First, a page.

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0000017a-3b40-d913-abfe-bf44a4f90000Howard Wilkinson joined the WVXU news team as the politics reporter and columnist in April 2012 , after 30 years of covering local, state and national politics for The Cincinnati Enquirer. On this page, you will find his weekly column, Politically Speaking; the Monday morning political chats with News Director Maryanne Zeleznik and other news coverage by Wilkinson. A native of Dayton, Ohio, Wilkinson has covered every Ohio gubernatorial race since 1974, as well as 16 presidential nominating conventions. Along with politics, Wilkinson also covered the 2001 Cincinnati race riots, the Lucasville prison riot in 1993, the Air Canada plane crash at Cincinnati/Northern Kentucky International Airport in 1983, and the 1997 Ohio River flooding. And, given his passion for baseball, you might even find some stories about the Cincinnati Reds here from time to time.

VOA Program Examines 'Dark Art' Of Political TV Commercials

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Provided by Glenn Hartong
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While watching all the political attack commercials on TV, did you ever wonder how it all started?

Glenn Hartong -- a local video producer, director, photojournalist, editor and teacher -- will explain the history of negative political campaign advertising 7 p.m. Wednesday at the National Voice of America Museum of Broadcasting, 8070 Tylersville Road, West Chester Township.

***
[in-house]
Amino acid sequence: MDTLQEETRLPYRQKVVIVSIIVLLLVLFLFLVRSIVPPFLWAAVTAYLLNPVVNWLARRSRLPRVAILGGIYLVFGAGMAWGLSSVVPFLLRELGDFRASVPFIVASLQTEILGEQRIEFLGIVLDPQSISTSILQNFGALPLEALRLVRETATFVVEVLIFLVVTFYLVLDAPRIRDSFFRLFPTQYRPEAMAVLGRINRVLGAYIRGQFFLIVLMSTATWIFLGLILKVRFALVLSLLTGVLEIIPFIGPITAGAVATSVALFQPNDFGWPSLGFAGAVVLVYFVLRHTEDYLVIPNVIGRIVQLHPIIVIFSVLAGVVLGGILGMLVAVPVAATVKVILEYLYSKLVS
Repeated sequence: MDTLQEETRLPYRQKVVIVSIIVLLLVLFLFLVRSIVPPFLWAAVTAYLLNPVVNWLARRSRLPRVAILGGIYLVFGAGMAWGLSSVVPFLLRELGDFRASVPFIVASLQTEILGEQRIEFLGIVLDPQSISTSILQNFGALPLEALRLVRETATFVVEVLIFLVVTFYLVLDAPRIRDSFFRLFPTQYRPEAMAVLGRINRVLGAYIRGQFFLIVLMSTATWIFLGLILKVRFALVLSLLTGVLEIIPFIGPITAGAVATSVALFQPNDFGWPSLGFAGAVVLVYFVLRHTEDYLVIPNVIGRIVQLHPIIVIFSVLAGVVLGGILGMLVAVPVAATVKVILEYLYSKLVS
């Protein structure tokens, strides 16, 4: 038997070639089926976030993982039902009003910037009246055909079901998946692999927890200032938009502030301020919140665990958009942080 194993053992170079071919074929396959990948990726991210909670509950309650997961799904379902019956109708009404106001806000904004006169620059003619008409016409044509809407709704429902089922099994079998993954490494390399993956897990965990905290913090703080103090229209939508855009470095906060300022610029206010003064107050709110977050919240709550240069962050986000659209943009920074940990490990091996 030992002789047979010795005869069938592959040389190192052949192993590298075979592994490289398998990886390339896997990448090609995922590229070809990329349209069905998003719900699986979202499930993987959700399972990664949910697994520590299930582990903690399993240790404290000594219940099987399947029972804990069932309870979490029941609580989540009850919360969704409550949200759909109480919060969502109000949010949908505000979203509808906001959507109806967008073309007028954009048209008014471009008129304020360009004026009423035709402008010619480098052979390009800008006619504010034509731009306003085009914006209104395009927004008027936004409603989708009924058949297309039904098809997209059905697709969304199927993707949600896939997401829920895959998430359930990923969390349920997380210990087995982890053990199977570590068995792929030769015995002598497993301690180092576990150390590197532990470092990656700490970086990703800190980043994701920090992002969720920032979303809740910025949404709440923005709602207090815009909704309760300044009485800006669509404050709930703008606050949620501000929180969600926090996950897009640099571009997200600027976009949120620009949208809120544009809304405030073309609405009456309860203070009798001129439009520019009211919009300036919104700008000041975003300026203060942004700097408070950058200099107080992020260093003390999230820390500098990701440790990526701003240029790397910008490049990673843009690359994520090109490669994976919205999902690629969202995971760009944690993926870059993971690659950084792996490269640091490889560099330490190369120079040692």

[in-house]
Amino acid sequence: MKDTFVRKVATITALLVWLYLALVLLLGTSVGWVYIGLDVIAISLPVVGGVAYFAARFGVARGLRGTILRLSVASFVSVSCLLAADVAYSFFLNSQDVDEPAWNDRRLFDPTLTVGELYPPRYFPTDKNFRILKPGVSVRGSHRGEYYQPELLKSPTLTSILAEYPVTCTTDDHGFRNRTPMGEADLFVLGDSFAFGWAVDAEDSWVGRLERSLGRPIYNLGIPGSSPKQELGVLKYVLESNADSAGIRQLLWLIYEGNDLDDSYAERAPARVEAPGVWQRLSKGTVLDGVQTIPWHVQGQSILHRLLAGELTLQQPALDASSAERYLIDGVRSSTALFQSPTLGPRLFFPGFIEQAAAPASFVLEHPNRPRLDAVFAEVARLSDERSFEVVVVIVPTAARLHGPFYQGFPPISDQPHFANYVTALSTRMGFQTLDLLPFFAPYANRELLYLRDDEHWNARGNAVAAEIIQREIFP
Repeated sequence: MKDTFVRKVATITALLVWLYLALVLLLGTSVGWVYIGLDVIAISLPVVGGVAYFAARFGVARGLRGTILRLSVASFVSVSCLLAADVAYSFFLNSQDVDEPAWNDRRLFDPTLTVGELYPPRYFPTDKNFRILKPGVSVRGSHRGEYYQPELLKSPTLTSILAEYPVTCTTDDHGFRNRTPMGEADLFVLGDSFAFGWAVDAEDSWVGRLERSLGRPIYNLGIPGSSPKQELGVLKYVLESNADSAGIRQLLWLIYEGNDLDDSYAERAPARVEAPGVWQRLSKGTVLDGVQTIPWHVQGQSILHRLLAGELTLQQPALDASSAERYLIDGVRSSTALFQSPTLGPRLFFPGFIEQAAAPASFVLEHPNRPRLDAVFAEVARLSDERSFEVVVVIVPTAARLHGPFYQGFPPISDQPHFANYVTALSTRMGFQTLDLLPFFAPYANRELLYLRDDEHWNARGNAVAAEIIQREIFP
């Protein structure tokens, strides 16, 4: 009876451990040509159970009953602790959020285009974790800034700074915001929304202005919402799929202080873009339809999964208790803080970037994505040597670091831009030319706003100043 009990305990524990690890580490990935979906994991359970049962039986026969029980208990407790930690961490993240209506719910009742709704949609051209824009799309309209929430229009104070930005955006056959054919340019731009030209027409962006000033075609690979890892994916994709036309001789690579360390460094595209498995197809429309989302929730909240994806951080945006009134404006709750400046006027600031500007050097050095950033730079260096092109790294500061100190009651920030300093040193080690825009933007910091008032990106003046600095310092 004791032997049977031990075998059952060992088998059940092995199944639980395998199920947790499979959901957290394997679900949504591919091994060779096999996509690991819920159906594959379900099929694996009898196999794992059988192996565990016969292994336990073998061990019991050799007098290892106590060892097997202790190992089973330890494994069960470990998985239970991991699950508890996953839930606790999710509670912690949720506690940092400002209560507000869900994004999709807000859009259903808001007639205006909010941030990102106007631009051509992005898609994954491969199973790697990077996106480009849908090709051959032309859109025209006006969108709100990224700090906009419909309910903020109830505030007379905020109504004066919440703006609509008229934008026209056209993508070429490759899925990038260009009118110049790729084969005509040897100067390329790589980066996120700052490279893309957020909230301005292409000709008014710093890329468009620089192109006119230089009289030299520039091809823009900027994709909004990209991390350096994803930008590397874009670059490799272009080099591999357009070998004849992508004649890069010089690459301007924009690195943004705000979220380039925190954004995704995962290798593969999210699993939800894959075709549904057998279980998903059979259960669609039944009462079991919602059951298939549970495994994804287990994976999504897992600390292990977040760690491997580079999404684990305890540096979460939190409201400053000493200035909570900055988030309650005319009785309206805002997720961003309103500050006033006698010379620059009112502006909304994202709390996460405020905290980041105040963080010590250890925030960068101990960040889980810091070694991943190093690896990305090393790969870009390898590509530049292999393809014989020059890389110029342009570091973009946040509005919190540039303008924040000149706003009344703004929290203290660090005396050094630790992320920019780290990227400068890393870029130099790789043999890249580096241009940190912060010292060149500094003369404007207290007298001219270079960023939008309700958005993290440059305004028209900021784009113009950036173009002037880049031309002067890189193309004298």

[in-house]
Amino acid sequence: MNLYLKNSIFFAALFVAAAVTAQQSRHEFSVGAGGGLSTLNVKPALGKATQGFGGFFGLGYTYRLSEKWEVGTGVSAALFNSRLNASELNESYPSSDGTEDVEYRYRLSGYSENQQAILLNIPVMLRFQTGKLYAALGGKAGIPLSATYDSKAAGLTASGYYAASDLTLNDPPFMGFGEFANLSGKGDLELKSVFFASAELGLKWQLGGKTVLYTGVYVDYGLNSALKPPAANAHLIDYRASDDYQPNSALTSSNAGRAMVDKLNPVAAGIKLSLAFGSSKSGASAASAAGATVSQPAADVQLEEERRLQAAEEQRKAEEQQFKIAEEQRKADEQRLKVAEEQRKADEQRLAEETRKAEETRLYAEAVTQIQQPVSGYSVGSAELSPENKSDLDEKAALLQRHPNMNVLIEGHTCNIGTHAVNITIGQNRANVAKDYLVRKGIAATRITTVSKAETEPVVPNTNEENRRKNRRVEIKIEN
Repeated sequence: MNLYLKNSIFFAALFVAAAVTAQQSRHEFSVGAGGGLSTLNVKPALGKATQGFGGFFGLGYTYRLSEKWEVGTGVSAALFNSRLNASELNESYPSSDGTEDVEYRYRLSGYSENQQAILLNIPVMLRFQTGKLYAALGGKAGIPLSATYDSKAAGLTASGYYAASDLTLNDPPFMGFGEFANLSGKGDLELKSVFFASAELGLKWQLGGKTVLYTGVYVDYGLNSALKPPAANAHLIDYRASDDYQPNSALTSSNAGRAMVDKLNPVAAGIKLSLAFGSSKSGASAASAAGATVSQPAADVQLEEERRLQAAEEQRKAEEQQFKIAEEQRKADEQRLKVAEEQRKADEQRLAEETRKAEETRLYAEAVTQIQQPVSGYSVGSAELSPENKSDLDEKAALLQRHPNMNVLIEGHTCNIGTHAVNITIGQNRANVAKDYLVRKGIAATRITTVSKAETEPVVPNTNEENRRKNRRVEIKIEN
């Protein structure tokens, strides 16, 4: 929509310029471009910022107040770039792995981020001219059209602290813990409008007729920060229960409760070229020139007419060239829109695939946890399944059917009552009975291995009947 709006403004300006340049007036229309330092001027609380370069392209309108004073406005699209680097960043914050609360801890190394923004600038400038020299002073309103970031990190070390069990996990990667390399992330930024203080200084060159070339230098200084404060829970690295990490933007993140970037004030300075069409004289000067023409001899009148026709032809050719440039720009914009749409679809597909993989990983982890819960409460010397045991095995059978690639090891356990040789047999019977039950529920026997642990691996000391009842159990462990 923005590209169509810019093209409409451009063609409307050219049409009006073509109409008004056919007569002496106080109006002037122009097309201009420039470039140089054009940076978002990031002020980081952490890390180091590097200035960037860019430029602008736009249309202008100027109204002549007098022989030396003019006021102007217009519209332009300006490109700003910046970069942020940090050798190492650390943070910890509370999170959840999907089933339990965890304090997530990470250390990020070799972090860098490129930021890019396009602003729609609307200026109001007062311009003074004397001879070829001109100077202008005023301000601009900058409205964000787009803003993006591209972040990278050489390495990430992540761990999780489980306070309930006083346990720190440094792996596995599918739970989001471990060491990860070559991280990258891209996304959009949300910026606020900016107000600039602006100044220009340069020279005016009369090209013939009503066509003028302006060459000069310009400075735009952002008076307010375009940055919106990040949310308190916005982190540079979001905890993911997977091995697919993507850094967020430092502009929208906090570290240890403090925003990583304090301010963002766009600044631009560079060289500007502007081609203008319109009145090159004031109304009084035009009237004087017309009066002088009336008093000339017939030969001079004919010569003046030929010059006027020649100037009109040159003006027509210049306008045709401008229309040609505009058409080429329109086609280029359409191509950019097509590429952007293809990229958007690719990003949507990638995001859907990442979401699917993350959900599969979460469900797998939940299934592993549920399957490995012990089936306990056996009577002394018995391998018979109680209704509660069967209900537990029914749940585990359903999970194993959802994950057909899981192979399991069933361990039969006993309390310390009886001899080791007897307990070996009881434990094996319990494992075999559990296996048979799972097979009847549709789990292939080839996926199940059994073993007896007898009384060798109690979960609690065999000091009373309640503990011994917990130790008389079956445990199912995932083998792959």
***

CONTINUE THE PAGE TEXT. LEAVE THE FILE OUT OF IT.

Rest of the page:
During his "Dark Art of Political Campaign Advertising" presentation, Hartong will show about 20 TV commercials, starting with a catchy jingle for Gen. Dwight D. Eisenhower's successful 1952 presidential campaign. Irving Berlin wrote the tune, and Roy Disney did the animation.

Quickly campaign managers discovered that attack ads helped get their candidates elected.

"Of the 20 I'm showing, two of them are positive. Everything else is an attack ad," says Hartong, one of my longtime Enquirer colleagues who left the paper last year. The photographer/videographer is  teaching photojournalism at Miami University this fall.  

He will show TV commercials from John F. Kennedy, Ronald Reagan, George Herbert Walker Bush and others, including President Lyndon B. Johnson's infamous "Daisy Girl" ad in his 1964 re-election campaign against conservative Sen. Barry Goldwater (R-Arizona).

A little girl counted the petals she plucked from a daisy, then you hear a countdown before the detonation of a nuclear weapon as LBJ says: “These are the stakes.  To make a world in which all of God’s children can live, or to go into the dark. We must either love each other, or we must die."

"It was so devastating, it aired only once," Hartong said on WVXU-FM's "Cincinnati Edition" talk show last week. "It gives me chills just to hear it, and I've seen it three dozen times now."

Admission is $10 per person at the door. Reservations can be made by calling 513-777-0027 or emailing admin@voamuseum.org. 

You can hear Hartong discussing some of the commercials with Howard Wilkinson and Mark Heyne on a  24-minute "Cincinnati Edition" interview last week here.